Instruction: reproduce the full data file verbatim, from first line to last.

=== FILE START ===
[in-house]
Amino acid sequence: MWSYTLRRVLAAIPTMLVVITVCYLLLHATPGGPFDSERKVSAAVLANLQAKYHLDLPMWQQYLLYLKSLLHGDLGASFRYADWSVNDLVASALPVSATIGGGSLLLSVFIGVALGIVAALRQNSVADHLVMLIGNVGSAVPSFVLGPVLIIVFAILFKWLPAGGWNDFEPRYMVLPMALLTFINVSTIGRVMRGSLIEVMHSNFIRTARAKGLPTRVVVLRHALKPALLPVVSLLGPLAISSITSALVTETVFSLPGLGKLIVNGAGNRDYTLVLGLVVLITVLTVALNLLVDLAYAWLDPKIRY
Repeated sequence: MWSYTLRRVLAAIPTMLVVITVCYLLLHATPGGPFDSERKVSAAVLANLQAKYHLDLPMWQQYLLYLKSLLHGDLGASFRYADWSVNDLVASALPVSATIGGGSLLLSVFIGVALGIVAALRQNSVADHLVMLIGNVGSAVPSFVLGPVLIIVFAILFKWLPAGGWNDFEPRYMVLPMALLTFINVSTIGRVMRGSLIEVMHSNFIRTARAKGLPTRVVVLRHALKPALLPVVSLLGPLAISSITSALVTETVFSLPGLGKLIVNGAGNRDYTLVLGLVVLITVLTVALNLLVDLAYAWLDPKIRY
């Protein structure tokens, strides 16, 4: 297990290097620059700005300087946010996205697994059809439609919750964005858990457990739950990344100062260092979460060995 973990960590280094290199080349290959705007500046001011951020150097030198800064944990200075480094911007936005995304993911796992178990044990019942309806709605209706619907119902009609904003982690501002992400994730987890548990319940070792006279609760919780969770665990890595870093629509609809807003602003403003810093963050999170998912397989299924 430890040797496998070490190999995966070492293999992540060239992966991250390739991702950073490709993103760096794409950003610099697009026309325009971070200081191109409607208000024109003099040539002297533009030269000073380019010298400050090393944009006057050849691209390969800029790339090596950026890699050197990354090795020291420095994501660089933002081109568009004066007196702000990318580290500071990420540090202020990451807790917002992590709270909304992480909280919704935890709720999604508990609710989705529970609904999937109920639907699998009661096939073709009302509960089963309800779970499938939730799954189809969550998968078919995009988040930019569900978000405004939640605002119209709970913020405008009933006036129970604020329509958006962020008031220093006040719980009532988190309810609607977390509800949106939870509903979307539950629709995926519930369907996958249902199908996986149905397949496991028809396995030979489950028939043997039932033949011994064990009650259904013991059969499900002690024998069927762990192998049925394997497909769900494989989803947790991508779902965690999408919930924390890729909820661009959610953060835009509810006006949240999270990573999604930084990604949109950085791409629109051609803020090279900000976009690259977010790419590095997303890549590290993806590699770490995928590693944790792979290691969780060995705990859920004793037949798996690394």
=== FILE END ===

[in-house]
Amino acid sequence: MWSYTLRRVLAAIPTMLVVITVCYLLLHATPGGPFDSERKVSAAVLANLQAKYHLDLPMWQQYLLYLKSLLHGDLGASFRYADWSVNDLVASALPVSATIGGGSLLLSVFIGVALGIVAALRQNSVADHLVMLIGNVGSAVPSFVLGPVLIIVFAILFKWLPAGGWNDFEPRYMVLPMALLTFINVSTIGRVMRGSLIEVMHSNFIRTARAKGLPTRVVVLRHALKPALLPVVSLLGPLAISSITSALVTETVFSLPGLGKLIVNGAGNRDYTLVLGLVVLITVLTVALNLLVDLAYAWLDPKIRY
Repeated sequence: MWSYTLRRVLAAIPTMLVVITVCYLLLHATPGGPFDSERKVSAAVLANLQAKYHLDLPMWQQYLLYLKSLLHGDLGASFRYADWSVNDLVASALPVSATIGGGSLLLSVFIGVALGIVAALRQNSVADHLVMLIGNVGSAVPSFVLGPVLIIVFAILFKWLPAGGWNDFEPRYMVLPMALLTFINVSTIGRVMRGSLIEVMHSNFIRTARAKGLPTRVVVLRHALKPALLPVVSLLGPLAISSITSALVTETVFSLPGLGKLIVNGAGNRDYTLVLGLVVLITVLTVALNLLVDLAYAWLDPKIRY
């Protein structure tokens, strides 16, 4: 297990290097620059700005300087946010996205697994059809439609919750964005858990457990739950990344100062260092979460060995 973990960590280094290199080349290959705007500046001011951020150097030198800064944990200075480094911007936005995304993911796992178990044990019942309806709605209706619907119902009609904003982690501002992400994730987890548990319940070792006279609760919780969770665990890595870093629509609809807003602003403003810093963050999170998912397989299924 430890040797496998070490190999995966070492293999992540060239992966991250390739991702950073490709993103760096794409950003610099697009026309325009971070200081191109409607208000024109003099040539002297533009030269000073380019010298400050090393944009006057050849691209390969800029790339090596950026890699050197990354090795020291420095994501660089933002081109568009004066007196702000990318580290500071990420540090202020990451807790917002992590709270909304992480909280919704935890709720999604508990609710989705529970609904999937109920639907699998009661096939073709009302509960089963309800779970499938939730799954189809969550998968078919995009988040930019569900978000405004939640605002119209709970913020405008009933006036129970604020329509958006962020008031220093006040719980009532988190309810609607977390509800949106939870509903979307539950629709995926519930369907996958249902199908996986149905397949496991028809396995030979489950028939043997039932033949011994064990009650259904013991059969499900002690024998069927762990192998049925394997497909769900494989989803947790991508779902965690999408919930924390890729909820661009959610953060835009509810006006949240999270990573999604930084990604949109950085791409629109051609803020090279900000976009690259977010790419590095997303890549590290993806590699770490995928590693944790792979290691969780060995705990859920004793037949798996690394």